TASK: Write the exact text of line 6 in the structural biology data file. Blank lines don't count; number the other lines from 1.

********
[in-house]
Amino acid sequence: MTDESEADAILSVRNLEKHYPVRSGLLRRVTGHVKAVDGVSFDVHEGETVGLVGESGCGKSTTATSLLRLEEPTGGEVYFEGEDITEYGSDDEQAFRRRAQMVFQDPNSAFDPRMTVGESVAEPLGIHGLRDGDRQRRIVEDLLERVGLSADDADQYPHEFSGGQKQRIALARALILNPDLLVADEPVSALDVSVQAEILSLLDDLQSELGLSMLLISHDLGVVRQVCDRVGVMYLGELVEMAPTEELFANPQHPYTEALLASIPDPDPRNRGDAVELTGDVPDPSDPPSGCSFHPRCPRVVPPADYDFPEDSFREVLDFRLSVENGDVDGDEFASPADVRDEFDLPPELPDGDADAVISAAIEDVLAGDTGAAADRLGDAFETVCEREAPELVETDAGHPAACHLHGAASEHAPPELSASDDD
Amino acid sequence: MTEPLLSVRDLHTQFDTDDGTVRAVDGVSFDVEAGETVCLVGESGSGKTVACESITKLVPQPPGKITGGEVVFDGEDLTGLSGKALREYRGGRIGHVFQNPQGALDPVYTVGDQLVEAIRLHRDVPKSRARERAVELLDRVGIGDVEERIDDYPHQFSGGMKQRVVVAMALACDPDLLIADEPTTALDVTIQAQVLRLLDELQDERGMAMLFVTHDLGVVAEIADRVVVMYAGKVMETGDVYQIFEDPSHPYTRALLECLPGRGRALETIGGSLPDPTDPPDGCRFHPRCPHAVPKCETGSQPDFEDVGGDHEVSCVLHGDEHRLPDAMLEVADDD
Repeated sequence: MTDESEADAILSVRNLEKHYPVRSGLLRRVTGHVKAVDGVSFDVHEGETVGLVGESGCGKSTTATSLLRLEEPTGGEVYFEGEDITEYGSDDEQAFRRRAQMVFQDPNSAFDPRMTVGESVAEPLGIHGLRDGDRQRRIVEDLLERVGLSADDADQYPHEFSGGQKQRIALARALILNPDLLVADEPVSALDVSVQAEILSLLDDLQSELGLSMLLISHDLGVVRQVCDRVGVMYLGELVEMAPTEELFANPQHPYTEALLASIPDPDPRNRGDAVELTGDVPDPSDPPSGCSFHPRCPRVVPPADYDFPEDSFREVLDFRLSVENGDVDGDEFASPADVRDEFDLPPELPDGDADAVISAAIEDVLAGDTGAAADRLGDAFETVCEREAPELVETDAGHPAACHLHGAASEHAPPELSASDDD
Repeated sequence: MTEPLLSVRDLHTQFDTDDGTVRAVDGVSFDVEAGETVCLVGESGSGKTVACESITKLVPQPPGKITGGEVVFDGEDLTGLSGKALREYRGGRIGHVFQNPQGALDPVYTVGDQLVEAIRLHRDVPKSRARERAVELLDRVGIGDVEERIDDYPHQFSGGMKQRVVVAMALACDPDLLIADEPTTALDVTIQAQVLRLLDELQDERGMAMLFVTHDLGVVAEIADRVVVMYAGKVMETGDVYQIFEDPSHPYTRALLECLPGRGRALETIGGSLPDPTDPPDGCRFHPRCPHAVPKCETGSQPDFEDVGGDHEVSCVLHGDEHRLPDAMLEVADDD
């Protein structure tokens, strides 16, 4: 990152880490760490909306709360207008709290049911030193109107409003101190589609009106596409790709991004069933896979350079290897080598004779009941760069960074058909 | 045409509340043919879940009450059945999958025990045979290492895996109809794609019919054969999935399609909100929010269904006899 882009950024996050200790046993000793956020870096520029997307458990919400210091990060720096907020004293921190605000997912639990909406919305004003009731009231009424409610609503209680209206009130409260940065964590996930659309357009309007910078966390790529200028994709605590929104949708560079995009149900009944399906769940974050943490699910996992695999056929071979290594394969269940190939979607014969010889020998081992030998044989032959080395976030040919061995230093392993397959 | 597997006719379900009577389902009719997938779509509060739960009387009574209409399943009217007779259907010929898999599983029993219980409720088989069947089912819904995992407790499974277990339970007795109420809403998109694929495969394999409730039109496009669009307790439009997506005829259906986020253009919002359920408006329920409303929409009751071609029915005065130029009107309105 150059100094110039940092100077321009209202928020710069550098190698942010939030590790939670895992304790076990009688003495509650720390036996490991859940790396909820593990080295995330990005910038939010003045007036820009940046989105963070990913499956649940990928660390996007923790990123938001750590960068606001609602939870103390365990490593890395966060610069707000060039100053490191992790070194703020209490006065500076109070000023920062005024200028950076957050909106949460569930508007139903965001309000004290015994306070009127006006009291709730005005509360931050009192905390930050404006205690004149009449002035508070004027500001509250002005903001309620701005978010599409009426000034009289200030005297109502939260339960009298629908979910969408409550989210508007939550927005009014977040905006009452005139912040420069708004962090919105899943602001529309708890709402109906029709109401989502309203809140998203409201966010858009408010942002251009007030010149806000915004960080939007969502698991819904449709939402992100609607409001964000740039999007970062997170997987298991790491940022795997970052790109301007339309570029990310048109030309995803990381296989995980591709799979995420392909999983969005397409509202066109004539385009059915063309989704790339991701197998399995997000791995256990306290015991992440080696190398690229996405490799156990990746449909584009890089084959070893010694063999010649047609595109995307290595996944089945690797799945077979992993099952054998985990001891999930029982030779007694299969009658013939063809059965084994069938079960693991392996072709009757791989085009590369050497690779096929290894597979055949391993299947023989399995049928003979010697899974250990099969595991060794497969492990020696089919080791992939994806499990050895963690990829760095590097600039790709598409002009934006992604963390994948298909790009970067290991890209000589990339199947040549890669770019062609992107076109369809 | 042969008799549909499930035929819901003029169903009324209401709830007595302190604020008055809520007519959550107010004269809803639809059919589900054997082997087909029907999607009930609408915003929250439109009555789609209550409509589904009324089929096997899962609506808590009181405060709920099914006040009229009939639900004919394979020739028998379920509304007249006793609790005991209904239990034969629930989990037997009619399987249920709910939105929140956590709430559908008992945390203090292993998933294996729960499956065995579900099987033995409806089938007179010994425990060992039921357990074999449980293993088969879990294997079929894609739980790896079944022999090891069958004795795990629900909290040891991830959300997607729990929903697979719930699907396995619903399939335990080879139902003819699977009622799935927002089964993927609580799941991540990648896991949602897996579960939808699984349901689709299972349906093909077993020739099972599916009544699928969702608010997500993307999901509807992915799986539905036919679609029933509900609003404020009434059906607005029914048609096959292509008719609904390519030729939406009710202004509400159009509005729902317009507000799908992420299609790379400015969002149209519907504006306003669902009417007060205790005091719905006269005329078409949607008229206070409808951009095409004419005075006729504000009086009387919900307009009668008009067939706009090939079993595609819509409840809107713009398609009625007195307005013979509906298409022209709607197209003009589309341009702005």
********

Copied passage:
């Protein structure tokens, strides 16, 4: 990152880490760490909306709360207008709290049911030193109107409003101190589609009106596409790709991004069933896979350079290897080598004779009941760069960074058909 | 045409509340043919879940009450059945999958025990045979290492895996109809794609019919054969999935399609909100929010269904006899 882009950024996050200790046993000793956020870096520029997307458990919400210091990060720096907020004293921190605000997912639990909406919305004003009731009231009424409610609503209680209206009130409260940065964590996930659309357009309007910078966390790529200028994709605590929104949708560079995009149900009944399906769940974050943490699910996992695999056929071979290594394969269940190939979607014969010889020998081992030998044989032959080395976030040919061995230093392993397959 | 597997006719379900009577389902009719997938779509509060739960009387009574209409399943009217007779259907010929898999599983029993219980409720088989069947089912819904995992407790499974277990339970007795109420809403998109694929495969394999409730039109496009669009307790439009997506005829259906986020253009919002359920408006329920409303929409009751071609029915005065130029009107309105 150059100094110039940092100077321009209202928020710069550098190698942010939030590790939670895992304790076990009688003495509650720390036996490991859940790396909820593990080295995330990005910038939010003045007036820009940046989105963070990913499956649940990928660390996007923790990123938001750590960068606001609602939870103390365990490593890395966060610069707000060039100053490191992790070194703020209490006065500076109070000023920062005024200028950076957050909106949460569930508007139903965001309000004290015994306070009127006006009291709730005005509360931050009192905390930050404006205690004149009449002035508070004027500001509250002005903001309620701005978010599409009426000034009289200030005297109502939260339960009298629908979910969408409550989210508007939550927005009014977040905006009452005139912040420069708004962090919105899943602001529309708890709402109906029709109401989502309203809140998203409201966010858009408010942002251009007030010149806000915004960080939007969502698991819904449709939402992100609607409001964000740039999007970062997170997987298991790491940022795997970052790109301007339309570029990310048109030309995803990381296989995980591709799979995420392909999983969005397409509202066109004539385009059915063309989704790339991701197998399995997000791995256990306290015991992440080696190398690229996405490799156990990746449909584009890089084959070893010694063999010649047609595109995307290595996944089945690797799945077979992993099952054998985990001891999930029982030779007694299969009658013939063809059965084994069938079960693991392996072709009757791989085009590369050497690779096929290894597979055949391993299947023989399995049928003979010697899974250990099969595991060794497969492990020696089919080791992939994806499990050895963690990829760095590097600039790709598409002009934006992604963390994948298909790009970067290991890209000589990339199947040549890669770019062609992107076109369809 | 042969008799549909499930035929819901003029169903009324209401709830007595302190604020008055809520007519959550107010004269809803639809059919589900054997082997087909029907999607009930609408915003929250439109009555789609209550409509589904009324089929096997899962609506808590009181405060709920099914006040009229009939639900004919394979020739028998379920509304007249006793609790005991209904239990034969629930989990037997009619399987249920709910939105929140956590709430559908008992945390203090292993998933294996729960499956065995579900099987033995409806089938007179010994425990060992039921357990074999449980293993088969879990294997079929894609739980790896079944022999090891069958004795795990629900909290040891991830959300997607729990929903697979719930699907396995619903399939335990080879139902003819699977009622799935927002089964993927609580799941991540990648896991949602897996579960939808699984349901689709299972349906093909077993020739099972599916009544699928969702608010997500993307999901509807992915799986539905036919679609029933509900609003404020009434059906607005029914048609096959292509008719609904390519030729939406009710202004509400159009509005729902317009507000799908992420299609790379400015969002149209519907504006306003669902009417007060205790005091719905006269005329078409949607008229206070409808951009095409004419005075006729504000009086009387919900307009009668008009067939706009090939079993595609819509409840809107713009398609009625007195307005013979509906298409022209709607197209003009589309341009702005």